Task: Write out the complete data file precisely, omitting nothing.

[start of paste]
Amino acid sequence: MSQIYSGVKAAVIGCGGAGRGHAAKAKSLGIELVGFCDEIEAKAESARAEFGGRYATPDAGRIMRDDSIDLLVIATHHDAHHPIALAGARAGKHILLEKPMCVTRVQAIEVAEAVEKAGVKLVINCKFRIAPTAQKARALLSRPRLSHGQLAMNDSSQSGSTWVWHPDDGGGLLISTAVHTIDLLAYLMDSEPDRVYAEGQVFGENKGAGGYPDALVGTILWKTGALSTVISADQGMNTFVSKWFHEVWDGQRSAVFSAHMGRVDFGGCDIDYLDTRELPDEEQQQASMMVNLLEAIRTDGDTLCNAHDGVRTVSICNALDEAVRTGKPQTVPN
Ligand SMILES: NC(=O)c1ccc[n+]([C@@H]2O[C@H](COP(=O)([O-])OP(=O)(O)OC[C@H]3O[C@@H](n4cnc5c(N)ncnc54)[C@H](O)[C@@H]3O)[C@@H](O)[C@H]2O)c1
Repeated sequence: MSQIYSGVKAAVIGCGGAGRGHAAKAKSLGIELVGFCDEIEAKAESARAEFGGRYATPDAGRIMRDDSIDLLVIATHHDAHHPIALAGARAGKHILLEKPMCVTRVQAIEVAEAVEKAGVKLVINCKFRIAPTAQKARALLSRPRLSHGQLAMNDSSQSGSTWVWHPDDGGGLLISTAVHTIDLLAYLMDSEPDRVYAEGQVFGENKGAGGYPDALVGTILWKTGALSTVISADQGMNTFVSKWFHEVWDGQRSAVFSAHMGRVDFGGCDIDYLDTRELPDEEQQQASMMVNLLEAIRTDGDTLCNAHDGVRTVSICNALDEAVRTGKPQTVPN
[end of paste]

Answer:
Amino acid sequence: MSQIYSGVKAAVIGCGGAGRGHAAKAKSLGIELVGFCDEIEAKAESARAEFGGRYATPDAGRIMRDDSIDLLVIATHHDAHHPIALAGARAGKHILLEKPMCVTRVQAIEVAEAVEKAGVKLVINCKFRIAPTAQKARALLSRPRLSHGQLAMNDSSQSGSTWVWHPDDGGGLLISTAVHTIDLLAYLMDSEPDRVYAEGQVFGENKGAGGYPDALVGTILWKTGALSTVISADQGMNTFVSKWFHEVWDGQRSAVFSAHMGRVDFGGCDIDYLDTRELPDEEQQQASMMVNLLEAIRTDGDTLCNAHDGVRTVSICNALDEAVRTGKPQTVPN
Ligand SMILES: NC(=O)c1ccc[n+]([C@@H]2O[C@H](COP(=O)([O-])OP(=O)(O)OC[C@H]3O[C@@H](n4cnc5c(N)ncnc54)[C@H](O)[C@@H]3O)[C@@H](O)[C@H]2O)c1
Repeated sequence: MSQIYSGVKAAVIGCGGAGRGHAAKAKSLGIELVGFCDEIEAKAESARAEFGGRYATPDAGRIMRDDSIDLLVIATHHDAHHPIALAGARAGKHILLEKPMCVTRVQAIEVAEAVEKAGVKLVINCKFRIAPTAQKARALLSRPRLSHGQLAMNDSSQSGSTWVWHPDDGGGLLISTAVHTIDLLAYLMDSEPDRVYAEGQVFGENKGAGGYPDALVGTILWKTGALSTVISADQGMNTFVSKWFHEVWDGQRSAVFSAHMGRVDFGGCDIDYLDTRELPDEEQQQASMMVNLLEAIRTDGDTLCNAHDGVRTVSICNALDEAVRTGKPQTVPN